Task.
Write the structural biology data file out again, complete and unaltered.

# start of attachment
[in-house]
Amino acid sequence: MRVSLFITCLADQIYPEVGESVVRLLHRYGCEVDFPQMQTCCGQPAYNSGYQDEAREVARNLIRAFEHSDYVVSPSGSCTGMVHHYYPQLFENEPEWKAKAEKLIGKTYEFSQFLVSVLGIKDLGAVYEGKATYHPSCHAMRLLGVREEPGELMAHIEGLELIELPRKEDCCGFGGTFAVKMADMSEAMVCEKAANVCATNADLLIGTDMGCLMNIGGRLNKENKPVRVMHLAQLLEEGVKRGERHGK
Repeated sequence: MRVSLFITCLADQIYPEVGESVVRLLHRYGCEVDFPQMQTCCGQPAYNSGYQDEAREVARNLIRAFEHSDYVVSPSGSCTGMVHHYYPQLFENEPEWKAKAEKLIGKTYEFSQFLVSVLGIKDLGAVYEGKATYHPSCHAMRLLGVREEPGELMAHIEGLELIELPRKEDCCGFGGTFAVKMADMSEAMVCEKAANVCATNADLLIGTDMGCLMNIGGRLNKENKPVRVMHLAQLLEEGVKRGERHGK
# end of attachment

[in-house]
Amino acid sequence: MRVSLFITCLADQIYPEVGESVVRLLHRYGCEVDFPQMQTCCGQPAYNSGYQDEAREVARNLIRAFEHSDYVVSPSGSCTGMVHHYYPQLFENEPEWKAKAEKLIGKTYEFSQFLVSVLGIKDLGAVYEGKATYHPSCHAMRLLGVREEPGELMAHIEGLELIELPRKEDCCGFGGTFAVKMADMSEAMVCEKAANVCATNADLLIGTDMGCLMNIGGRLNKENKPVRVMHLAQLLEEGVKRGERHGK
Repeated sequence: MRVSLFITCLADQIYPEVGESVVRLLHRYGCEVDFPQMQTCCGQPAYNSGYQDEAREVARNLIRAFEHSDYVVSPSGSCTGMVHHYYPQLFENEPEWKAKAEKLIGKTYEFSQFLVSVLGIKDLGAVYEGKATYHPSCHAMRLLGVREEPGELMAHIEGLELIELPRKEDCCGFGGTFAVKMADMSEAMVCEKAANVCATNADLLIGTDMGCLMNIGGRLNKENKPVRVMHLAQLLEEGVKRGERHGK